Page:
In the present embodiment, outputs from the band pass filters 9, 10 are converted into digital signals by the AD converters, respectively. Therefore, in the signal processing device 13, digital signal processing is performed. Here, it is assumed that a signal shown in FIG. 2 is input into an input terminal 1. In order to simplify the explanation, the input signal shown in FIG. 2 is so configured as to only include desired signals 14, 15 with frequencies near ±ω1 and image signals 16, 17 with frequencies near ±ω2. In practical, however, the input signal includes undesired signals in different frequency bands from that of the signals shown in FIG. 2. Note that the frequency ω1 of the desired signal 14, the frequency ω2 of the image signal 16, and the frequency ωLD of a local signal have a relationship of (ω12)/2=ωLD.

In FIG. 1, an RF signal input into the input terminal 1 distributed to two branches. The RF signal in one branch is mixed with a local signal cos(ωLD*t) input from the input terminal 4 in a mixer 2. The RF signal in the other branch is mixed with a local signal sin(ωLD*t) input from the input terminal 5 in a mixer 3.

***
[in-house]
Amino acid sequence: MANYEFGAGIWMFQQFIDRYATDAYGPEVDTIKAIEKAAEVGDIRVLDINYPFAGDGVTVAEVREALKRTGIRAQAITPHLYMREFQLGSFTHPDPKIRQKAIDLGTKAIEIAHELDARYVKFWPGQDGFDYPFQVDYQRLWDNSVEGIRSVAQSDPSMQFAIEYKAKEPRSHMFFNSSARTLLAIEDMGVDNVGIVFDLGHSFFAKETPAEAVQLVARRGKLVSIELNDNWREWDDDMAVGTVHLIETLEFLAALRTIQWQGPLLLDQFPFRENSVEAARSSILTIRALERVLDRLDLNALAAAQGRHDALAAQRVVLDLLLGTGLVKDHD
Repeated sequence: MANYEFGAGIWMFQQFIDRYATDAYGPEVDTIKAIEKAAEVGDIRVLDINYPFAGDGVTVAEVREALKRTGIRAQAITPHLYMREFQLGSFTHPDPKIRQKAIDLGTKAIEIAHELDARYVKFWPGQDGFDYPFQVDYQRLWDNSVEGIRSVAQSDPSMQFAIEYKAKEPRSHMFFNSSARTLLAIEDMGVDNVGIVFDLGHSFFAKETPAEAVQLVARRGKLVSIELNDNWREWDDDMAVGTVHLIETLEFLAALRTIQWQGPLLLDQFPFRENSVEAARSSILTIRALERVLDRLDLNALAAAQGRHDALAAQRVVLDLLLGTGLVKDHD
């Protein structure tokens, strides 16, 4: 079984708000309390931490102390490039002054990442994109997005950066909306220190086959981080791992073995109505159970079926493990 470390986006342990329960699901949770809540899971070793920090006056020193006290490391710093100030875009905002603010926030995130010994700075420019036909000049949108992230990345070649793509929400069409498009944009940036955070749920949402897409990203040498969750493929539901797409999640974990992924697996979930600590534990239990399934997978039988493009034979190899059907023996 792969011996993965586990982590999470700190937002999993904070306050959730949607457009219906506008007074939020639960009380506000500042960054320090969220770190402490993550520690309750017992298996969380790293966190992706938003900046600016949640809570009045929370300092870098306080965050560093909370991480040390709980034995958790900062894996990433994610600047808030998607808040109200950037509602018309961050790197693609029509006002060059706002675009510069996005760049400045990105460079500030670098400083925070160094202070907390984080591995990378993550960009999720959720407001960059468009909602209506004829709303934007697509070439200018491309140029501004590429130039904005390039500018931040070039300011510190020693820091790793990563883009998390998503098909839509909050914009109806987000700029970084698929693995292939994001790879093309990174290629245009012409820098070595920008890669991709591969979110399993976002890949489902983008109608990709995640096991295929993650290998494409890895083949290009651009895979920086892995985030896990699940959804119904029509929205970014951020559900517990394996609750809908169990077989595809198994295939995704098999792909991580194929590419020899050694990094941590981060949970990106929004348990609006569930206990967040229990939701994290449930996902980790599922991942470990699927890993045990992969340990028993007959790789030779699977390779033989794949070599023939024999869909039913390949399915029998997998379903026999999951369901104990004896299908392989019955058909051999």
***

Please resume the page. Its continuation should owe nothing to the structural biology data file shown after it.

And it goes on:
In the present embodiment, the phase difference between the local signal cos(ωLD*t) input into the mixer 2 and the local signal sin(ωLD*t) input into the mixer 3 is 90 degrees (π/2). As a result, from the mixer 2, a down-converted signal is output as an I-signal, and from the mixer 3, a down-converted signal is output as a Q-signal. A phase shifter 6 delays the Q-signal by 90 degrees. Instead of using cos(ωLD*t) and sin(ωLD*t) as local signals, the local signal cos(ωLD*t) may input into the mixers 2 and 3 with use of a phase shifter which delays the phase of the RF signal input into the mixer 3 by π/2 compared to the phase of the RF signal input into the mixer 2.

The adder 7 adds the I-signal and the Q-signal. The band pass filter 9 cuts signals in undesired frequency bands from the added signal output from the adder 7. When the gain of the I-signal path and the gain of the Q-signal path are completely balanced, the phase difference between the frequencies of the local signals (cos(ωLD*t) and sin(ωLD*t)) input into the mixers 2, 3, is completely 90 degrees, the 90-degree phase shift in the phase shifter 6 is operated ideally, and the parasitic phase rotation amount of the I-signal path and the Q-signal path are completely coincided, only desired signals appear in the output from the band pass filter 9.